Tuesday, September 27, 2011

Meeting the Challenge

Alaskans love challenges.  They thrive on facing adversity.  I have even heard there is a movement to change the state motto from, “North to the future,” to “Anything worth doing, is worth doing the hard way, and should hurt.”  There are endless examples of that philosophy, but none stands out so well as gardening.

It may come as a surprise to many, but Alaska is not a gardener’s paradise.  Shocking, but nonetheless true.  It could be because the ground often doesn’t thaw until early June, and frosts can be counted upon to appear anytime after the first week of September.  Here on the Kenai Peninsula, it might be attributable to normal summer high temperatures not reaching seventy degrees.  The high acidity of the soil also creates problems.

“Hubert, the rose bush fell over.”

“Damn!  The soil dissolved the roots, again.”

Then, there are the garden pests we must deal with.  Cutworms?  Ha!  Mere child’s play.  Root maggots?  Minor issue.  Slugs?  Okay, you got me on that one.  Alaskan slugs may be puny compared to their Lower 48 brethren, but they are more voracious than a starving vegetarian with a tapeworm at an all-you-can-eat salad bar.  However, there are no garden pests like a cow moose with two calves in tow.  Any flit gun of less than 30-caliber provides little deterrence.  We once planted 150 tulip bulbs in our yard.  Just as the tulips started blooming, a single moose wandered through the yard and left us with 150 green straws poking up valiantly against the elements.

All that being said, gardening is popular with Alaskans.  (So is golf, but we’re not discussing insanity in this particular post.)  By late February, when the outdoor world sports nothing but various shades of white (with an occasional speck of black provided by a raven), Alaskans begin to feel the color green is merely a baseless myth. We become desperate for something, ANYTHING, green and growing.  Local merchants have learned to capitalize on the situation.  Seed displays spread throughout the community faster than jock-itch in a dirty locker room, and pop up in the most unlikely places.

“Bad news, Mr. Poynor, your brake rotors are completely shot.  It’s gonna take awhile to replace them.  We have coffee and a complete Burpee’s Seed display for you in the waiting room.”

The result of such clever marketing is that no later than the first week of March, seeds are sprouting inside homes throughout the community.   We water them.  We fertilize them.  We stake their spindly little stalks so they don’t fall over and hurt themselves.  Ultimately, we plant the few survivors.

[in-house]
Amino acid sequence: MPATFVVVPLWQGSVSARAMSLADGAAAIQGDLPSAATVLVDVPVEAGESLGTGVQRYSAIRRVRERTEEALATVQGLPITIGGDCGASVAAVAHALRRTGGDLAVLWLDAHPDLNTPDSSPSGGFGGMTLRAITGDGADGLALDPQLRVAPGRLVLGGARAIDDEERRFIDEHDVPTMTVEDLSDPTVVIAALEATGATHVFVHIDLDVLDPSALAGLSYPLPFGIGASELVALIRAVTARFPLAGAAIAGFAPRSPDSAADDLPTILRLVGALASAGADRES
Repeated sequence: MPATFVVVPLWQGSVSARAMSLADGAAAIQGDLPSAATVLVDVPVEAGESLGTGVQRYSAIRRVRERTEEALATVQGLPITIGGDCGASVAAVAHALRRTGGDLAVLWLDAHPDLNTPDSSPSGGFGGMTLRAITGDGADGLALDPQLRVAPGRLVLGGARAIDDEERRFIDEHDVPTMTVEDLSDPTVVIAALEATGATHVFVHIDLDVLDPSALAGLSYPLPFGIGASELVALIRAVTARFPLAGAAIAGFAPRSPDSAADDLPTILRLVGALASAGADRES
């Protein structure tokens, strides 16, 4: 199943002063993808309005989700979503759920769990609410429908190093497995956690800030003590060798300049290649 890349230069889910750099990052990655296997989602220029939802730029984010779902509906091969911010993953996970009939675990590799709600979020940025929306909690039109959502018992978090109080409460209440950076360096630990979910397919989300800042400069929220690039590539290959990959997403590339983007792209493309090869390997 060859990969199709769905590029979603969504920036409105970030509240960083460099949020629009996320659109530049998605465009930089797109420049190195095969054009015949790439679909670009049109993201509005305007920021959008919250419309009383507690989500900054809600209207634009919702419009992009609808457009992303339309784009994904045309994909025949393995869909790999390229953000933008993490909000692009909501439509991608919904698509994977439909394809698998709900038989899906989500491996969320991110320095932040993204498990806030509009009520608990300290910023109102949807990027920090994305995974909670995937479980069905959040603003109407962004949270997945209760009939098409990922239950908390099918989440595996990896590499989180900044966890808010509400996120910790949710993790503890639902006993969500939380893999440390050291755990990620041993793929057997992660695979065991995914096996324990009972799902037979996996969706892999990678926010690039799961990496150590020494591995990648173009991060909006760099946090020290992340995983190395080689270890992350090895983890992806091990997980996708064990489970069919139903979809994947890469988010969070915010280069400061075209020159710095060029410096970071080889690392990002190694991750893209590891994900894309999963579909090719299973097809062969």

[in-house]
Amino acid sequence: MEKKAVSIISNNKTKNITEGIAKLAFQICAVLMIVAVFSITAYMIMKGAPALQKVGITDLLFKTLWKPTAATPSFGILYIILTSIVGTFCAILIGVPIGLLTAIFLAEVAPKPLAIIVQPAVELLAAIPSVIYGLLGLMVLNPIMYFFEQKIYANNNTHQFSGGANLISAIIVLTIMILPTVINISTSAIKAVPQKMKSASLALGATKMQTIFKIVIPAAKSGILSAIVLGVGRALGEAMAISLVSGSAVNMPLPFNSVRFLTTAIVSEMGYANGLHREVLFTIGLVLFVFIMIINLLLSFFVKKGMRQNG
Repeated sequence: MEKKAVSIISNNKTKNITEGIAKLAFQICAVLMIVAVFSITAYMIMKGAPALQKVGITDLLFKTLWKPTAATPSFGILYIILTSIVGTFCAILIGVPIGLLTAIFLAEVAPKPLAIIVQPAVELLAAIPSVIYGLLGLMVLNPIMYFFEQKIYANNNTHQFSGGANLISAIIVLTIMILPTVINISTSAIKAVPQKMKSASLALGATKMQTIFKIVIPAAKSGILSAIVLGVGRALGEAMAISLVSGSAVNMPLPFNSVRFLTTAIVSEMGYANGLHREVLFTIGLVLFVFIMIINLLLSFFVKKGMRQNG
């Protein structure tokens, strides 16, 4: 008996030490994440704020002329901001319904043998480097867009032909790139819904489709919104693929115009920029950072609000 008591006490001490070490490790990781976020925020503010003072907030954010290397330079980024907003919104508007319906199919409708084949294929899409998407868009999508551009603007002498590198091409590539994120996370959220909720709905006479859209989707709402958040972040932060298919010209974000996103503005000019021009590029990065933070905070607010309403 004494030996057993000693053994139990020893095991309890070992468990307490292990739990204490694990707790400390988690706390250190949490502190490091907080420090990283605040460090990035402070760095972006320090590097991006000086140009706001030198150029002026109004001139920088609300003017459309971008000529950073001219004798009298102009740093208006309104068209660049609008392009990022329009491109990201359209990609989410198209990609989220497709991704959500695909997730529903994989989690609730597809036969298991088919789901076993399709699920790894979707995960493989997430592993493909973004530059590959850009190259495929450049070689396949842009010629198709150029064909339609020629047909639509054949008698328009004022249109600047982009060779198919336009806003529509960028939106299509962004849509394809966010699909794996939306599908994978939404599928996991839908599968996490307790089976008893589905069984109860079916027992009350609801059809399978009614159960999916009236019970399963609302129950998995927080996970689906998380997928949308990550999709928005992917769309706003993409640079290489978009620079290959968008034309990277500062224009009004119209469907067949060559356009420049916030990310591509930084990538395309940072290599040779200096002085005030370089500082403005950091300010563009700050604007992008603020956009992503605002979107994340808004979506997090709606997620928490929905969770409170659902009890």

This year, Mrs. Poynor tried something new.  We started earlier than normal, and planted sunflowers.  Mrs. Poynor loves sunflowers.  The very name is cheery.   We started with over a dozen seedlings.  Four made it into the ground.  Three formed  blossoms.  One actually started to resemble a sunflower.  The picture below was taken three days ago, right after the first frost, before it had time to shrivel.  No seeds, but the challenge was met.

Tuesday, September 20, 2011

Alaskan Holiday... of sorts

Every morning, before we’re even cognizant of being awake, we turn on the TV to an Anchorage channel with an early news program.  We do this not so much to get the news, but to make ourselves feel better with the fact other people had to get up even earlier than ourselves.  Better still, those people are obligated to be at work and look cheery about it while we grumble over the first cup of coffee.  Misery loves company; more so if the company is forced to smile and act chipper.

Most of the little news nuggets the announcers pitch out bounce off us with negligible impact.  We are still wrapped in the protective shield of not quite being awake.

“What’d he just say?  Someone blew up an outhouse?”

“No, I think he was quoting someone about a screw-up at the courthouse.”

“Oh, good.  Had me worried there for a moment.”

This morning was different.  This morning the newscasters had shed their professional reserve and were positively giddy over the main headline: It’s PFD announcement day!  There were  pre-recorded interviews with various economists and investment gurus.  There was speculation on the amount.  There were long-winded explanations of the ciphering used to determine the speculations.  There was the promise of LIVE coverage – on TV, radio, iPod, Twitter, smart phones etc. – as Governor Sean Parnell made the official announcement.